Saudi Arabia and the U.S. have brokered cease-fires between Sudan's army and paramilitary Rapid Support Forces at talks in Jeddah, but there have been reports of violations by both sides.
"On Wednesday, yesterday, we adjourned those talks ... because the format is not succeeding in the way that we want," Phee told a House Foreign Affairs Subcommittee hearing on Thursday.
Sudan's army and the RSF have been battling each other for more than two months, wreaking destruction on the capital, triggering widespread violence in the western region of Darfur, and causing more than 2.5 million people to flee their homes.
Heavy clashes broke out in several parts of Sudan's capital on Wednesday as a 72-hour cease-fire, during which there were several reports of violations, expired, witnesses said.
Phee said that while the cease-fires have not been fully effective, they have allowed the transmission of urgently needed humanitarian assistance.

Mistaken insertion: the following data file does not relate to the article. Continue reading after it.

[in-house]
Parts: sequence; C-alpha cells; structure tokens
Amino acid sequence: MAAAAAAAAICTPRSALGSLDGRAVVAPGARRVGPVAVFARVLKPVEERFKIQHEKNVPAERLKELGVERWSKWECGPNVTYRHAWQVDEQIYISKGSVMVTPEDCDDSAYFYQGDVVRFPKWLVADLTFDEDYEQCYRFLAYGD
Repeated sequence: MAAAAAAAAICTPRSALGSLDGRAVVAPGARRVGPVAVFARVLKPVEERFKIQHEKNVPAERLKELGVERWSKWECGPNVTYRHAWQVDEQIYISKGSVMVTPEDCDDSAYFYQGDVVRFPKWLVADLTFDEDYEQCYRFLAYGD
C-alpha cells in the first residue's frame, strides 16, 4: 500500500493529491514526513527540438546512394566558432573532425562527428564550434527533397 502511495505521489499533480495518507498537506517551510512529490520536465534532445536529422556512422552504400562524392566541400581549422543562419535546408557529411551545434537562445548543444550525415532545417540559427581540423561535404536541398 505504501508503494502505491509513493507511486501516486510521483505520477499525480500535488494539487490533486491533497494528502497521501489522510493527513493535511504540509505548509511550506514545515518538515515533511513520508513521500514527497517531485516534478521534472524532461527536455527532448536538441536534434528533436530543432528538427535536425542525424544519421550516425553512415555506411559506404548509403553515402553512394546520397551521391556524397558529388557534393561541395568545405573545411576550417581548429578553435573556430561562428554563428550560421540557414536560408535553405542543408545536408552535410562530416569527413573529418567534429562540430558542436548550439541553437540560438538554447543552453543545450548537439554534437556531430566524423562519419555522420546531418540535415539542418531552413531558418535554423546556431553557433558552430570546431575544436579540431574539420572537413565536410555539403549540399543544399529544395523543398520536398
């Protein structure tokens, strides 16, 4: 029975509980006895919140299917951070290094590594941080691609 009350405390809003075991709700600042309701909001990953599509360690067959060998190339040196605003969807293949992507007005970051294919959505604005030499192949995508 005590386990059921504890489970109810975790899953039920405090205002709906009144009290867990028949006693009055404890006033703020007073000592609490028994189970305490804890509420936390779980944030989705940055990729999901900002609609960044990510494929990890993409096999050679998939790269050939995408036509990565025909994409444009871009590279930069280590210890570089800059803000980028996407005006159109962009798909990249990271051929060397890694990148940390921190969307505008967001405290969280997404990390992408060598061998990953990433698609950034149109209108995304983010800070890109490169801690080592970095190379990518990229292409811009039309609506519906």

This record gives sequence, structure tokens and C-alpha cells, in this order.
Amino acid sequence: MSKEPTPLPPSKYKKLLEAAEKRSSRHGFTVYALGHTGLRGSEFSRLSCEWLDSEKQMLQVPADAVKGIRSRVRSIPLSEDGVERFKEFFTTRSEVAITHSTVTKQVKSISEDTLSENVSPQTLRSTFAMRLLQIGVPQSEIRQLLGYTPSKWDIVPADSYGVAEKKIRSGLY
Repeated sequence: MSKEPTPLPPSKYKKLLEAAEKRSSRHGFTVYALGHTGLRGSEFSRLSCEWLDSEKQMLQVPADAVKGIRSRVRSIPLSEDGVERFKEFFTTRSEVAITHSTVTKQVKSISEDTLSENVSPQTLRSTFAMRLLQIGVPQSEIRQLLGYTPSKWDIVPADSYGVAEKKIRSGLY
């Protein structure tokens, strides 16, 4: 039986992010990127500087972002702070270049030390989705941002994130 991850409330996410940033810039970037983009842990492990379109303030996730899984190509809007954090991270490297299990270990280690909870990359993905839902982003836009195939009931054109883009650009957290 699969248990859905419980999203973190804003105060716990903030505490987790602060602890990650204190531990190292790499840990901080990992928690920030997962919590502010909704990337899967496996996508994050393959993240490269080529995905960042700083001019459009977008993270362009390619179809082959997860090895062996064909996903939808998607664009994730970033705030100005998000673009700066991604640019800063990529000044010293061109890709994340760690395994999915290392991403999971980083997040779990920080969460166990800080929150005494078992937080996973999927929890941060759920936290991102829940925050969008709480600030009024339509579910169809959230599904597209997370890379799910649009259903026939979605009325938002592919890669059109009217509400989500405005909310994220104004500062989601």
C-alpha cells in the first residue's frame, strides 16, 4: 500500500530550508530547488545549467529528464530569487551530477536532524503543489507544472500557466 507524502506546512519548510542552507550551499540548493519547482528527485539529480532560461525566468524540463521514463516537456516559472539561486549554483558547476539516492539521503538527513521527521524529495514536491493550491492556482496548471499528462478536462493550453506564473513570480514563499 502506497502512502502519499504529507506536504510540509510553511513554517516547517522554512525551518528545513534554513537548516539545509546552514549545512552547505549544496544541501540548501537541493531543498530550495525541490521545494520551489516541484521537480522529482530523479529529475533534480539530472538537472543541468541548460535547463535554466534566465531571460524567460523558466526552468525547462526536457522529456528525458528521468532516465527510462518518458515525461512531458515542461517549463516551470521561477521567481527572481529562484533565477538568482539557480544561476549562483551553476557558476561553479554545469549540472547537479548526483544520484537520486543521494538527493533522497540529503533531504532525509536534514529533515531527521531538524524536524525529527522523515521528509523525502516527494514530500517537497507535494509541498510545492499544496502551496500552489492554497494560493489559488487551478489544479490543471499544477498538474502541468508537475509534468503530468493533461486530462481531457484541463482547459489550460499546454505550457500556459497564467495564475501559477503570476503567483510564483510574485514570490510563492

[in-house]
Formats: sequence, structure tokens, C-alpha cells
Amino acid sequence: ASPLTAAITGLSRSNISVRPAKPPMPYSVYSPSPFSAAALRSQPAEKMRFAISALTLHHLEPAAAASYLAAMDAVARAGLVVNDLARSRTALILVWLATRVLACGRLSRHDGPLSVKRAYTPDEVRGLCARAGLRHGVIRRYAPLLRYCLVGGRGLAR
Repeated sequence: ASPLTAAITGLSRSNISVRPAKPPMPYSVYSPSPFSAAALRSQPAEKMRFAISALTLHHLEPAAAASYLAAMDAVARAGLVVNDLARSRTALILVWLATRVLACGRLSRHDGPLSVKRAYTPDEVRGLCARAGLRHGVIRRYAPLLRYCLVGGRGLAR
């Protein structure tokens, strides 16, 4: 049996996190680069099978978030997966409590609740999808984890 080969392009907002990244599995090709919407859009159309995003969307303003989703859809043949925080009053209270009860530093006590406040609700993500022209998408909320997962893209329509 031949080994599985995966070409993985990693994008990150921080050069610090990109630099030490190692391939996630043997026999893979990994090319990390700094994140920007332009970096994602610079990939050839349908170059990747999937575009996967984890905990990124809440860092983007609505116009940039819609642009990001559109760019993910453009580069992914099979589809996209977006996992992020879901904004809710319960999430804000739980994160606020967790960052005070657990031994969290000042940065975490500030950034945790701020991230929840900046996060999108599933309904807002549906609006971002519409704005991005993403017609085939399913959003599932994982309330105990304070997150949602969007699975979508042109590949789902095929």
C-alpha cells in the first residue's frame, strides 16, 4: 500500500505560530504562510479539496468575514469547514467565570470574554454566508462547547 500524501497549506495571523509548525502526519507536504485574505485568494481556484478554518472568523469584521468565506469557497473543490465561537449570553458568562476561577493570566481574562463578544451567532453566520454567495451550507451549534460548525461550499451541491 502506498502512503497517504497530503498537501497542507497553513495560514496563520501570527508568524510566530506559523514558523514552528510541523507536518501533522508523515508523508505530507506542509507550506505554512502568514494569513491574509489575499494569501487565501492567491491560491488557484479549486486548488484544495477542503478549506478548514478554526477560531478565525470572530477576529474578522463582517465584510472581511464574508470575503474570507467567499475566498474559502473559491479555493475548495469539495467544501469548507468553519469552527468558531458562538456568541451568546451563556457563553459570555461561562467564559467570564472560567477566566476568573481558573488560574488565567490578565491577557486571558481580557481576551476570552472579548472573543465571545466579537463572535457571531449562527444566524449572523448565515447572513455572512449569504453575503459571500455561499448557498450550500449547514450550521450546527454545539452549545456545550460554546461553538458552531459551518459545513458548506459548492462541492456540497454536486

Phee called on other governments to join the United States in its sanctions, adding that the United Kingdom is considering doing so but that the European Union has been "rather slow" in making a decision to pursue sanctions. The United States is also in discussions with its Arab partners, Phee said.
The United States earlier this month imposed sanctions on companies it accused of fueling the conflict in Sudan, targeting two companies linked to the army and two companies tied to the rival paramilitary RSF.
U.S. Secretary of State Antony Blinken is considering elevating the role of U.S. Ambassador to Sudan John Godfrey, Phee said when asked whether the State Department would look at a special envoy role to advance U.S. policy in the country.
"The entire U.S. government is fully engaged in addressing this crisis given its impact not only for Sudan but for the region," Phee said.